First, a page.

Her knife-edge song cuts
Deep as a snipers bullet.
“Soul Brothers, what are you dying for?”
We lay down a white-klieg
trail of tracers.  Phantom jets
fan out over the trees.
Artillery fire zeros in.
Her voice grows flesh
& we can see her falling
into words, a bleeding flower
no one knows the true name for.
“You’re lousy shots, GIs.”
Her laughter floats up
as though the airways are
buried under our feet.
You know, I started writing this post more than a week ago now.  I’ve never read anything else by Yusef Komunyakaa – never heard of him until this poem was in a rock and roll and poetry anthology amongst forty poetry books a bloke was selling on Gumtree for twenty dollars the lot down at Budgewoi, but that’s another story ….  So I really like Hanoi Hannah – not only for how it reads, but because it takes me back to a familiar era.  Right, wrong or indifferent, we had a war, we had music and it’s great that somebody captured the memory of that as poetry.  So I’m interested in Komunyakaa, and I decide to do some research before I go and hit the ‘post’ button, and I’m struck by a couple of events in this poet’s life.  First, I feel he’s almost family when I discover Yusef was once married to an Aussie novelist, Mandy Sayer – married for 10 years – a bit of Aussie influence must have rubbed off in that time, surely.  Then I read of tragedy when another wife, Reetika Vazirani (also a poet), murdered her and Yusef’s two year old son before taking her own life – such tragedy.  It stuns me, the stark events that surprise in the lives of successful and public poets.  Here I am, private, not read, and spared such trials of which I doubt I could find the strength to endure.  It causes me to approach the work differently.

Reading Hanoi Hannah, I’m reminded of my own time when the songs had to be played over and over again, burning a track in my memory, accompanied by a video of current events recording in real time, when my emotion was my heart and I burst to express it, not just to tell of it, and it’s the music that relives itself in the poor attempt of my words.
My poem for this post is a piece I wrote many years ago when I was a very young sailor being ferried in an era of special song.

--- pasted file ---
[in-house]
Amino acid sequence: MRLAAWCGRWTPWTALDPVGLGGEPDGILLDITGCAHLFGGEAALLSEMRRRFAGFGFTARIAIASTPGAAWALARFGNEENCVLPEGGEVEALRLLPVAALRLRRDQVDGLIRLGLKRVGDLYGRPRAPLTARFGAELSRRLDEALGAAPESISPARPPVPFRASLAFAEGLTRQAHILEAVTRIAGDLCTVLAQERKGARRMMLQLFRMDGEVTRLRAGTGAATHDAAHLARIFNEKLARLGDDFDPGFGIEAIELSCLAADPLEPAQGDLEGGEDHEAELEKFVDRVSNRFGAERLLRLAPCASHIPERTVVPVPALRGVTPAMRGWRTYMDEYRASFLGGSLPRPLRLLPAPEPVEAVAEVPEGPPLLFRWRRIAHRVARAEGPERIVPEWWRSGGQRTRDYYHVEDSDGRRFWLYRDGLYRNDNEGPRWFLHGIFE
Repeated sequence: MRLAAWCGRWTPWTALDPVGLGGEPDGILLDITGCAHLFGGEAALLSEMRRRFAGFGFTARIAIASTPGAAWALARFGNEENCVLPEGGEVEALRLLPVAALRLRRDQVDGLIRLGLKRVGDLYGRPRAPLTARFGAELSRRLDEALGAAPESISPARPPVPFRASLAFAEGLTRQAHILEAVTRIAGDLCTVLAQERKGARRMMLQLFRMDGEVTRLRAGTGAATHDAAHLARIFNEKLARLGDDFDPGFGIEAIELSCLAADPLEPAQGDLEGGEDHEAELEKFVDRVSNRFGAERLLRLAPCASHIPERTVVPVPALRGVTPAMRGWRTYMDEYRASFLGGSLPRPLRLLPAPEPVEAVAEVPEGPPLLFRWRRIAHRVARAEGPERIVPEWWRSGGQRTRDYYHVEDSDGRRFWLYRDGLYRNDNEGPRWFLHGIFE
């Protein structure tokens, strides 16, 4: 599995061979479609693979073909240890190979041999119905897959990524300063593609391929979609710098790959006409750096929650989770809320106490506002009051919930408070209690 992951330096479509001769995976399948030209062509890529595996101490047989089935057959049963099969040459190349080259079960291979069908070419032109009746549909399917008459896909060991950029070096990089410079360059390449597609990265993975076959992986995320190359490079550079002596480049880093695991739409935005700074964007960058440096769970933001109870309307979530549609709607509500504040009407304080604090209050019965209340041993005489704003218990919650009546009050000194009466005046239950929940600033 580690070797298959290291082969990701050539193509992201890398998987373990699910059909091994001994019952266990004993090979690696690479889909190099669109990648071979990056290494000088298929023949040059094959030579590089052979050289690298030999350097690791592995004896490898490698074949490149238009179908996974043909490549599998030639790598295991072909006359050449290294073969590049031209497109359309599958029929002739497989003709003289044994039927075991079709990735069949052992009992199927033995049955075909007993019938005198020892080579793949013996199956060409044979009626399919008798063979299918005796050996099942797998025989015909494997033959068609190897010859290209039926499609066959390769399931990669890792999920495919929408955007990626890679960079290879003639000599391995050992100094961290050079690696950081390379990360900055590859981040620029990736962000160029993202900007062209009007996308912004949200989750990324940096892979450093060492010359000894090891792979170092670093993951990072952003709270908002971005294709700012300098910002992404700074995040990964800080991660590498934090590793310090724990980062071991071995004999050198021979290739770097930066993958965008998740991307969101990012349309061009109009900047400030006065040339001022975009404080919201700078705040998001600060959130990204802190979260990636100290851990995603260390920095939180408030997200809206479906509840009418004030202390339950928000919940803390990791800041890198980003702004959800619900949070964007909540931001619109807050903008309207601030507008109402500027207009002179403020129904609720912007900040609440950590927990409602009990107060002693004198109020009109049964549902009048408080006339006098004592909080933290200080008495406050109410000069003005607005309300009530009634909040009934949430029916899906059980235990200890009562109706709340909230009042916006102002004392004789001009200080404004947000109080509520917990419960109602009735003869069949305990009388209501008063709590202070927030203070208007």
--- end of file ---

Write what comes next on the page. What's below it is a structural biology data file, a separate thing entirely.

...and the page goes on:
1972.  Six month ANZUK deployments ‘up top’.  Vietnam was still on but winding down; for us, anyway.  The daily routine at sea was relaxed; shorts and a pair of sandals; lazy days; good days; we looked forward to port visits.

70’s at Sea
Those were the days
of suede leather coats
beneath brown fur collars,
wine colored burgundy suits
in a page boy style,
The Carpenters on reel to reel,
‘Such a feeling coming over me,
there’s won-der
in most every-thing I see’
in a deserted
dark bar
on a road
between Chong Peng & Nee Soon,
lonely for companionship,
ceiling fans in nondescript rooms
on sultry
tropical nights,
days of blue at sea,
blue sky
with silent vapour trails of B-52’s
departing, closing VietNam,
hot days,
lifeless in the South China Sea,
asleep on a Burbank fender
Nancy Sinatra & Lee Hazlewood
Some velvet morning ……
when I'm straight
I'm gonna open up your gate
and maybe tell you 'bout Phaedra
and how she gave me life
and how she made it in ………’
big tall negroes
in full length leather coats,
soft grey
& wide-brimmed hats
hand slapping
on street corners in Wanchai,
beautiful asian bar-girls,
laughing chatty,
you crazy,
them mens crazy,
spend too long in the jungle,
beer bourbon & coke
sick on sour whiskey
staggering back on board,
dreams of home & white young girls
who care,
The Sandpipers ‘Come Saturday Morning’
to role play with Liza Minelli
over & over again,
hot days in boiler room air-locks,
breath taken away
with the dry steam heat, ‘flowers
growing on the hill,
dragonflies & daffodils,
learn from us
very much,
look at us
but do not touch,
Phaedra is my name ………..’
taken away by the dry steam heat.
                                                             J. O. White